You already know you can go organic in the kitchen, but what about in the bedroom?
Organic bedding may be the answer for people who want to be more environmentally conscious in every aspect of their lives. Since the term organic is applied liberally to everything from apples to cleaning fluid, the meaning can get a little murky.
"When you're dealing with textiles, there are varying grades of truthfulness," says Scott Tannen, founder and CEO of Boll & Branch, a luxury organic bedding company. "The question is, if you walked into the grocery store and bought something organic, what do you really know about it?"
However, the U.S. is the only country in the world with a policy regarding organic textile claims. In order for a finished textile product to call itself "organic," it must meet the organic regulations set by the U.S. Department of Agriculture's National Organic Policy -- or the Global Organic Textile Standard.
"For fabric to be considered organic under GOTS, the growing of the fiber must be certified organic, then all stages post-harvest must be certified to our standards," says Sandra Marquardt, North American representative for GOTS. "That includes the spinners, weavers, knitters, and traders -- all the stages of the business-to-business chain must be certified for transparency."
For a product to gain a GOTS "organic" label, at least 95 percent of the fiber used has to meet its high standards. This means from the soil to the packaged product, the use of pesticides, harmful chemicals, genetically modified organisms (GMOs) and toxic dyes all are prohibited. Other key provisions include a ban on child or coerced labor and strict wastewater treatment.
"GOTS is truly the standard," Tannen says. "If it doesn't have a GOTS label, I would be extremely suspect."
Not only should you make sure the fabric is NOP- or GOTS-certified, Marci Zaroff also recommends taking a closer look at the company's behavior. Zaroff is the founder of Under the Canopy and a board member for the Organic Trade Association.
"In terms of brands and what kinds of companies are people supporting, pull the curtain back and look at the missions and value systems of the companies you're supporting to make sure you're not supporting some sort of green-washing story," Zaroff says.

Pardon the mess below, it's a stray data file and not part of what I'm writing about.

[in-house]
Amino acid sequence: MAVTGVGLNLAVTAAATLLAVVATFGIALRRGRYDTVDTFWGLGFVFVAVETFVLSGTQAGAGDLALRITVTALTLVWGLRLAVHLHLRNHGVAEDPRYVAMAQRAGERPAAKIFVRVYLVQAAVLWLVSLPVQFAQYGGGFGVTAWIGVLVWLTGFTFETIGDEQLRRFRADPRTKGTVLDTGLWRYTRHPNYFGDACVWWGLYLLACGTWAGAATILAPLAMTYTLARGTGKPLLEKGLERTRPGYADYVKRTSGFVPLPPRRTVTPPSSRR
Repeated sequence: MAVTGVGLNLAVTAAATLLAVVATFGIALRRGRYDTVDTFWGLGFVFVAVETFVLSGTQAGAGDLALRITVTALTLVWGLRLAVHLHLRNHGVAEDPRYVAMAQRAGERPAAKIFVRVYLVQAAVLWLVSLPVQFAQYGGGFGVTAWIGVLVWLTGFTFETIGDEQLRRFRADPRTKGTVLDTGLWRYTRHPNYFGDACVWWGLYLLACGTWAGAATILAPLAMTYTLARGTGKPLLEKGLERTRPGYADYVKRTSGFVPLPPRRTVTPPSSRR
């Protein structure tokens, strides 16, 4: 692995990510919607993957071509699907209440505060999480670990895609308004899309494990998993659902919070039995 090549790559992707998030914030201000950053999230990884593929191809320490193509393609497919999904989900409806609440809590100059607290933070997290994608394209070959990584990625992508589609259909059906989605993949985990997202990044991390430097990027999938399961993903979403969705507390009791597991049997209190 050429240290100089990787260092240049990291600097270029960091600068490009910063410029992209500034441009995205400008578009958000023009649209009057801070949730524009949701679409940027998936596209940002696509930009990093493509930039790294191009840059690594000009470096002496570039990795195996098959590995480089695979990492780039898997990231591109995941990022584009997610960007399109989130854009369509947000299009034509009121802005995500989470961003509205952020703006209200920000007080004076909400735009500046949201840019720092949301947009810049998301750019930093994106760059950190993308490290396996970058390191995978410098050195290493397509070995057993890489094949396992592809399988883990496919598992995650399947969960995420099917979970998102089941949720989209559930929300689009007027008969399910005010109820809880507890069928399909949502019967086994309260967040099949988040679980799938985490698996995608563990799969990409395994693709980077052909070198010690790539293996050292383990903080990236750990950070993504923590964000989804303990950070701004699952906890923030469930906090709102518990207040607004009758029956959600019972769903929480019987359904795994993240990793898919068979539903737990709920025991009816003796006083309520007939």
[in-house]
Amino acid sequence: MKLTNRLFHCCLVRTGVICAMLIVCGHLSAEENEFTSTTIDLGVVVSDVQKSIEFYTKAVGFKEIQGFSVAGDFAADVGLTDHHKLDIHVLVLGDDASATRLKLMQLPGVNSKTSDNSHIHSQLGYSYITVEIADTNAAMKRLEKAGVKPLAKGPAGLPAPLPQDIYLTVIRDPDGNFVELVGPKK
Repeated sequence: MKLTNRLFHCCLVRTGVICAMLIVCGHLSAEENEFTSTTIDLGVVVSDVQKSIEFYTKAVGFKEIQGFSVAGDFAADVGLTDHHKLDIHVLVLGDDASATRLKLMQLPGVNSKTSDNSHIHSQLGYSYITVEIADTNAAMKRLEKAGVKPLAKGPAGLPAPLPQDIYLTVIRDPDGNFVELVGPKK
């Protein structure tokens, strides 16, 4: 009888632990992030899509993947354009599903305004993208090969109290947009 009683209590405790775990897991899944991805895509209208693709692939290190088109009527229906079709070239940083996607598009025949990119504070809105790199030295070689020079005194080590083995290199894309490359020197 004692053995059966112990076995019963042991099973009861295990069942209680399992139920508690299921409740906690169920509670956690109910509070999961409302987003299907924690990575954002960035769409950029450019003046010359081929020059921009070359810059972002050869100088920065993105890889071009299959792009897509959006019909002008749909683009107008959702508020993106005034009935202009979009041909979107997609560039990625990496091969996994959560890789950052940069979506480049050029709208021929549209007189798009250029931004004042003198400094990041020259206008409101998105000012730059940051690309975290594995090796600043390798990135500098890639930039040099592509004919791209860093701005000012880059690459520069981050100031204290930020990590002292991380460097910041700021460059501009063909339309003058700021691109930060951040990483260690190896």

Besides the environmental and social justice benefits of organic textiles, covering yourself in organic sheets at night may benefit your health, too. According to Zaroff, sheets made of nonorganic fibers have been saturated in up to two pounds of chemicals like pesticides, formaldehyde and chlorine bleaches, which can be a major skin irritant.
"Your face is against your pillowcase, or you're wrapped with bedding around you. If you think about it, your skin is the largest organ in your body and the primary organ for absorption," Zaroff says. "So it's not just about what you put in your body, it's also what you put on your body that makes a difference."
Organic proponents also claim the fabric promotes better sleeping habits due to breathability and comfort. It's important to note, though, this claim has not yet been confirmed by a scientific study.
"Your sleep is crucially important, so having something that gives you that much more comfort and you start sleeping better, it's really an easy investment to make," Tannen says.
Prices of organic home fabrics are comparable to conventional bedding prices -- Boll & Branch sheet sets start at $200 -- but the lack of excess chemicals also leads to higher quality, softer and longer-lasting products, makers say.
"Cotton is an incredibly strong fiber, but when you apply a lot of these chemicals, they're actually eating away at it," Tannen says. "You're weakening the product and that means over time it's not going to last as long."
Don't think you have to compromise great style to be eco-friendly either. There are numerous companies with products online or department stores that can satisfy your love of the planet and design. The GOTS website even has an online database to find organic fabric companies.
Like organic foods, organic bedding seems to support a lot of contemporary ideals about bettering the environment, society and your health through conscious consumption.
"If we don't think about the products we're choosing and the companies we're supporting, what kind of world are we leaving for our children and our children's children?" Zaroff asks.
If you're still not sold on going organic, some companies even allow you to try products for a trial period so you can judge for yourself.